Jacob Hunt is an eighteen-year-old boy who has Asperger’s syndrome. When his tutor is murdered, the police turn first to her boyfriend, and then to Jacob, for questioning. Because of Jacob’s lack of emotion and inability to understand social cues, he begins to look very guilty very fast. Jacob’s mom, Emma, has spent her entire life catering to his every need, shaping the lives of herself and her younger son, Theo, around Jacob’s, so she hires a young attorney to defend him in court – an attorney who has exactly zero experience with murder trials or Asperger’s. As is typical for a Jodi Picoult novel, the story is told by several of the characters, giving the reader to get a chance to understand this story from each individual point of view, and making for a solid story-telling experience.
I’ve read everything Jodi Picoult has written (one of only a few authors I’ve been able to accomplish that with), and some of her books I’ve loved, others I’ve hated, still others I’ve been indifferent toward. Recently, I have been annoyed with the way her books have become a bit formulaic and too “comfortable” for my tastes. But with House Rules, I think she’s back to what I loved about her originally – great characters, an interesting story that keeps me turning pages, and an unexpected resolution.
I have not personally known someone with Asperger’s syndrome (at least, not that I know of), but from what I’ve read about Asperger’s, I think that Picoult did a good job with Jacob. He was a believable character, and more than believable, he was likeable. Picoult definitely set up the story to make Jacob look guilty, and even when Jacob would narrate the story, I was still unsure of his innocence, even though I wanted to believe he didn’t do it. I also enjoyed reading from Emma’s point of view, I liked her as a character too, even though I got a bit frustrated her when she displayed obvious neglect toward her younger son, Theo. She wrapped her entire life around Jacob, asking Theo to do the same, and didn’t allow Theo to grow up like a “normal” kid because of that. Speaking of Theo, I had the most sympathy for him out of all these characters. He was only fifteen, yet had this huge burden on his shoulders – to protect his brother, to love him even when he was most unlovable, and to shape his entire life around the whims of his older brother. Not many fifteen-year-olds would want to do this, and even though Theo had no choice in the matter, I definitely felt for him.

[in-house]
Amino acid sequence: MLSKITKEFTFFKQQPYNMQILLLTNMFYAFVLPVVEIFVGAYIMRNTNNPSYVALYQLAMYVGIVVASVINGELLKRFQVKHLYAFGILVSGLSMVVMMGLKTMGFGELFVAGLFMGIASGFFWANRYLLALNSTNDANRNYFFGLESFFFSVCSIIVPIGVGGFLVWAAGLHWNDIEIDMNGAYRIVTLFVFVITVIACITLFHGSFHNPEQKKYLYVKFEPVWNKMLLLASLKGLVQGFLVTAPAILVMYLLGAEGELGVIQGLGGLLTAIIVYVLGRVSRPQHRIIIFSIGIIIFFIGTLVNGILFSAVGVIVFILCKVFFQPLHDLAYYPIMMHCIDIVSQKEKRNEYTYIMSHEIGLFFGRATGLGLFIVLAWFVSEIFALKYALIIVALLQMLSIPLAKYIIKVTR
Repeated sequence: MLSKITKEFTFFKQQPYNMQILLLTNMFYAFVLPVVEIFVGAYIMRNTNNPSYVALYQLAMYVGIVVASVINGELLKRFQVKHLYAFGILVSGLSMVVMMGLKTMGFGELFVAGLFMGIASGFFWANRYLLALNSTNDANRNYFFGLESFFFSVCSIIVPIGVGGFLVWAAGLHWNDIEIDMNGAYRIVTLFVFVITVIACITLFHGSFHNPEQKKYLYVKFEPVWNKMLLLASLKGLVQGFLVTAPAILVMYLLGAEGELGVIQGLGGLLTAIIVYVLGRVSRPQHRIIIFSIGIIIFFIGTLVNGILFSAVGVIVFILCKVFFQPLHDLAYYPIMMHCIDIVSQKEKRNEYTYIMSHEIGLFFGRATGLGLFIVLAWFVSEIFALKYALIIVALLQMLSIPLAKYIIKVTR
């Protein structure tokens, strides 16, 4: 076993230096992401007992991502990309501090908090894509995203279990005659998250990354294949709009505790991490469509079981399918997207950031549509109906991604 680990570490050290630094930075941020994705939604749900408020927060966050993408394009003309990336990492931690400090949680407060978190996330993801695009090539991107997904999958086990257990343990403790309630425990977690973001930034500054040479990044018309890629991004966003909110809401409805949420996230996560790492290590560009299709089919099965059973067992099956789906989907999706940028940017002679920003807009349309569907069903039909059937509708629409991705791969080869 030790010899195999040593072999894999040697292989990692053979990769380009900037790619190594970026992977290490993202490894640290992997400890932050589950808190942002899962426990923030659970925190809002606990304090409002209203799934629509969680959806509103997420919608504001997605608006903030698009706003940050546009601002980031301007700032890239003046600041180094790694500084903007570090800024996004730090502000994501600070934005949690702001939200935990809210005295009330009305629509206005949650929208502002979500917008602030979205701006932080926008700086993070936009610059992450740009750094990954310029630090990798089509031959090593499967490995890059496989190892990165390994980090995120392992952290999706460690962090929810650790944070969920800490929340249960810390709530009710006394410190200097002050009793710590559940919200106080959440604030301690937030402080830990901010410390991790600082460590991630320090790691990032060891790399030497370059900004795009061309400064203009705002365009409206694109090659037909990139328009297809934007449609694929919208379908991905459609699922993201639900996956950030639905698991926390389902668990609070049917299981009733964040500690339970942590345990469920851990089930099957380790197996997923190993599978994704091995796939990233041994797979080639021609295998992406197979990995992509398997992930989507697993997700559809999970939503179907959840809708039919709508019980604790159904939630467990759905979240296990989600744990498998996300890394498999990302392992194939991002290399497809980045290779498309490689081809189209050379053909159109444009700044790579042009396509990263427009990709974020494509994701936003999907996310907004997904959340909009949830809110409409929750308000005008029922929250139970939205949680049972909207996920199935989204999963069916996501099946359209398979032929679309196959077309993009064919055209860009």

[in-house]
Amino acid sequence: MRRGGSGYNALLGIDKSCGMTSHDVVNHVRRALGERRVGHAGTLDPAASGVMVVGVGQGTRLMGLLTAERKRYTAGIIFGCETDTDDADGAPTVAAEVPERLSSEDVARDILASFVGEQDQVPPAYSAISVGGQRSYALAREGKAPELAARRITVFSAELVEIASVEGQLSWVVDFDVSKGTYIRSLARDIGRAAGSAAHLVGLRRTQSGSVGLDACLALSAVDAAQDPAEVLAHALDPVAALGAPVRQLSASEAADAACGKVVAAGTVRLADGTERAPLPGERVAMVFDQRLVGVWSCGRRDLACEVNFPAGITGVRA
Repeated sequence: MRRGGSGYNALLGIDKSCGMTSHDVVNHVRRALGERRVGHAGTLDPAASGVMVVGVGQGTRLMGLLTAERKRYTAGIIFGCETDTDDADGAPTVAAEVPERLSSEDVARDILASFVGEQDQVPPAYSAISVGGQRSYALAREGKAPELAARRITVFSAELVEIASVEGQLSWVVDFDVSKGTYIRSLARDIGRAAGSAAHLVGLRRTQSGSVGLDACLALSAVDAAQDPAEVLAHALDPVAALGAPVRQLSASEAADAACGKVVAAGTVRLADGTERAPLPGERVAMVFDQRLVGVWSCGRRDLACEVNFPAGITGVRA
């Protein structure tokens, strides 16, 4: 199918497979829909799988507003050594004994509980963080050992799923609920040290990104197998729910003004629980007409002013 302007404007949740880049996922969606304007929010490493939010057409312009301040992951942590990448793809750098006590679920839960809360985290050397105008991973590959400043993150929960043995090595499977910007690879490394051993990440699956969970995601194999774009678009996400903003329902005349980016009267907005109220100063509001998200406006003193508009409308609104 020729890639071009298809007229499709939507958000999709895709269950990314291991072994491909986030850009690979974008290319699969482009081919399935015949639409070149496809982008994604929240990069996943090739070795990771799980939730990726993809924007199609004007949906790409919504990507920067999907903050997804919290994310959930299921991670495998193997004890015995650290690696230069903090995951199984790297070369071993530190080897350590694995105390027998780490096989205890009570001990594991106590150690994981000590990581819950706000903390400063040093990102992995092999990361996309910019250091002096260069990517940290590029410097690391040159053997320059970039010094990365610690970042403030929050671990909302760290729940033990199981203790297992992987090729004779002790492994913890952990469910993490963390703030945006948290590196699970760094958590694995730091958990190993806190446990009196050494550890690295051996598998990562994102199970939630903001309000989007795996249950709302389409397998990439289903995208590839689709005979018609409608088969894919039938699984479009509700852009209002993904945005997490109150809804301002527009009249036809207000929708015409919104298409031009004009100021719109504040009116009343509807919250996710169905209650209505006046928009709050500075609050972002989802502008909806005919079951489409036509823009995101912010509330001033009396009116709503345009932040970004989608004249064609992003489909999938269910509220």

The book was a little long for my tastes, but it was definitely satisfying. I could have dealt without the love story, and I didn’t love what happened with the boys’ father (I just think it could have been handled differently), but in the end, I really enjoyed the novel. The ending was solid, with a “twist” of sorts, but one that made perfect sense to the rest of the story.
If you have read and enjoyed any of Picoult’s other novels, this is a must-read. And if you’ve always been meaning to read something by her, definitely check this one out. I think it’s one of her better books.